Imagination at work

Consider it another sign of the times when GE chief executive officer and Obama jobs czar Jeffrey Immelt lets it be known that he is not in full agreement with what the president “stands for.” When asked by Fareed Zakaria in an interview on CNN whether Obama is an opponent of capitalism, Immelt responded in part: “Do I believe everything the president stands for?…Definitely no.” That is not the answer Zakaria was looking for. If the rats are not leaving a sinking ship, they are at least preserving their options.

And GE itself issued a release last week on the subject of crony capitalism. Tim Carney noted it here. GE briefly raises a few issues to which it chooses to respond. The release is mostly an exercise in avoidance.

For example, GE’s release avoids any mention of GE’s lobbying in support of efficiency standards requiring the replacement of the common incandescent light bulb with more expensive substitutes manufactured, coincidentally, by GE. (Carney covered the related closing of a GE factory here.)

GE addresses its nonpayment of corporate income taxes for the year 2010. The release states: “We’re also not the company who somehow escaped paying any taxes: We actually paid significant taxes in 2010 for previous years and $1 billion in state, local and other taxes. Our tax rate was low in 2010 because we lost $32 billion in our financial services business during the global financial crisis. This was not a tax avoidance strategy, it was a business loss.”

The tax issue has been raised in the GOP presidential candidates’ debate, but it goes back at least to this New York Times story dating from this past March. (The Times reporter who wrote the story commented further on it here.) In February Businessweek also published an illuminating story on GE’s tax lobbying operation.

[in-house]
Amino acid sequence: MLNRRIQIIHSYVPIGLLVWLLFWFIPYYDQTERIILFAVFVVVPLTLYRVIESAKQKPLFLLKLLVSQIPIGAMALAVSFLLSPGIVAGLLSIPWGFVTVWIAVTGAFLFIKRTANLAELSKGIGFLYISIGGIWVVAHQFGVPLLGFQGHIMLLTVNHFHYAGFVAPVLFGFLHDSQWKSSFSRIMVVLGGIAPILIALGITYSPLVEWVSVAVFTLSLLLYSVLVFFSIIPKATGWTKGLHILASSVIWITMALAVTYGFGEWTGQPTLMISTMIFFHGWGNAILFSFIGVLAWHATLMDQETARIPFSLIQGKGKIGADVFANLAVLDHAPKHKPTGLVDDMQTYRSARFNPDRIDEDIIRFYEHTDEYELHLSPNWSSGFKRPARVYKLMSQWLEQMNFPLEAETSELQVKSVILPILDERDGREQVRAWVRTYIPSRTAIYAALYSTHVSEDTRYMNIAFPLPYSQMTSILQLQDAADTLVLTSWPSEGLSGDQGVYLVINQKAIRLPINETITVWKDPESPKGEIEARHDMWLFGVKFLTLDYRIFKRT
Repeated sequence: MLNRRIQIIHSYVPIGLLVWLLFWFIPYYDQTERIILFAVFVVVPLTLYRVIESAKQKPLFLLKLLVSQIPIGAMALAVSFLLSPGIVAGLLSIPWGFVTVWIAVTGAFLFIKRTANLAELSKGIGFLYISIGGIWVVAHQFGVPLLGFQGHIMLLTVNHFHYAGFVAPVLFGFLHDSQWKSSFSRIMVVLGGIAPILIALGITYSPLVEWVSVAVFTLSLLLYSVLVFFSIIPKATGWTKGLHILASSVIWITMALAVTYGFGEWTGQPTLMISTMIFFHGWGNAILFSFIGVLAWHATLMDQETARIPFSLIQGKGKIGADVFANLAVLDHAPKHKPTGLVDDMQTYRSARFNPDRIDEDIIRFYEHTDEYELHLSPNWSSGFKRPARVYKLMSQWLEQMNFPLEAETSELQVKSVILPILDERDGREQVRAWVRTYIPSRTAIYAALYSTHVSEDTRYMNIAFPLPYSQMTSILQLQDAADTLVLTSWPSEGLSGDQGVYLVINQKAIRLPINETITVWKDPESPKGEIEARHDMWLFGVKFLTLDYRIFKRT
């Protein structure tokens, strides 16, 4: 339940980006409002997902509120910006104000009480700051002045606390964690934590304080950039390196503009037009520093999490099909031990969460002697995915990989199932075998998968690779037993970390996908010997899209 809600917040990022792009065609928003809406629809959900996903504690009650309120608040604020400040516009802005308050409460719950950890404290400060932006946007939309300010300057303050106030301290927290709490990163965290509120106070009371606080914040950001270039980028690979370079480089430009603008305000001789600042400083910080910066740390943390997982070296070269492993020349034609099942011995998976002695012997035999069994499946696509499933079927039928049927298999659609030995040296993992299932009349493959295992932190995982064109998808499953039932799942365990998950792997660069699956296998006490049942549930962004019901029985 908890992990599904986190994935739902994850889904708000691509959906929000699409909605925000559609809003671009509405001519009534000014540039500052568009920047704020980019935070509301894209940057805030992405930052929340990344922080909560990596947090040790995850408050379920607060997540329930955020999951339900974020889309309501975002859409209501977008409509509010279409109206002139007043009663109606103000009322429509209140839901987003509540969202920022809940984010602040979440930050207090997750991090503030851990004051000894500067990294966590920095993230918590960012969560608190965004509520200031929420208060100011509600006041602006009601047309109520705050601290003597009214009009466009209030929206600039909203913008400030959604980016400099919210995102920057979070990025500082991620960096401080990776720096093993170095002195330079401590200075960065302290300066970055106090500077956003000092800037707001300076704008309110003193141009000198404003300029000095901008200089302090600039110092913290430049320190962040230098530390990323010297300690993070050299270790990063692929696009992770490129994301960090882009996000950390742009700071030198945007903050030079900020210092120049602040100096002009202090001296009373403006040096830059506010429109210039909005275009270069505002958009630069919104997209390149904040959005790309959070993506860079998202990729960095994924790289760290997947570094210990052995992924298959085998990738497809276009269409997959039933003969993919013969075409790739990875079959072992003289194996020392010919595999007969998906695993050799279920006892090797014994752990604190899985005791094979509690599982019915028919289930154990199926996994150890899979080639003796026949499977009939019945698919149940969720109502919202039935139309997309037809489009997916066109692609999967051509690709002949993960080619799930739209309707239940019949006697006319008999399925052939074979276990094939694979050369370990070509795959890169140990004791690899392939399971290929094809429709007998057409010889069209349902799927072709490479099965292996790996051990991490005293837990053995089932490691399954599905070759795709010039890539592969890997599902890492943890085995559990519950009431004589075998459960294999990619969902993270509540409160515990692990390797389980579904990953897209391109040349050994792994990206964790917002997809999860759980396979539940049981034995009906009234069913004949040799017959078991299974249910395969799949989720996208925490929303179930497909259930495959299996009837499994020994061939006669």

GE doesn’t say in the current press release that it paid any federal corporate income tax for the year 2010, and I don’t think it did. GE has previously responded to the income tax issue with press releases including this one and, subsequently, this one. In the most recent of these press releases GE also highlights the role of GE Capital in minimizing its tax liability: “GE’s tax rate has been lower in recent years due to financial crisis losses at GE Capital. From 2008-2010, GE Capital suffered nearly $32 billion in losses as a result of the financial crisis.”

GE’s first response to the New York Times story includes a link to GE’s 2010 10-K, citing pages 31-34 of the 10-K. GE’s 2010 10-K is accessible here. At pages 31-34 I don’t find any specific discussion of the losses incurred by GE Capital. The 10-K discussion in any event has an entirely different emphasis than that in GE’s press releases:

Our consolidated income tax rate is lower than the U.S. [35 percent] statutory rate primarily because of benefits from lower-taxed global operations, including the use of global funding structures, and our 2009 and 2008 decisions to indefinitely reinvest prior-year earnings outside the U.S. There is a benefit from global operations as non-U.S. income is subject to local country tax rates that are significantly below the 35% U.S. statutory rate. These non-U.S. earnings have been indefinitely reinvested outside the U.S. and are not subject to current U.S. income tax. The rate of tax on our indefinitely reinvested non-U.S. earnings is below the 35% U.S. statutory rate because we have significant business operations subject to tax in countries where the tax on that income is lower than the U.S. statutory rate and because GE funds the majority of its non-U.S. operations through foreign companies that are subject to low foreign taxes.

You have to wonder if Immelt has tried to explain the facts of business life to Obama.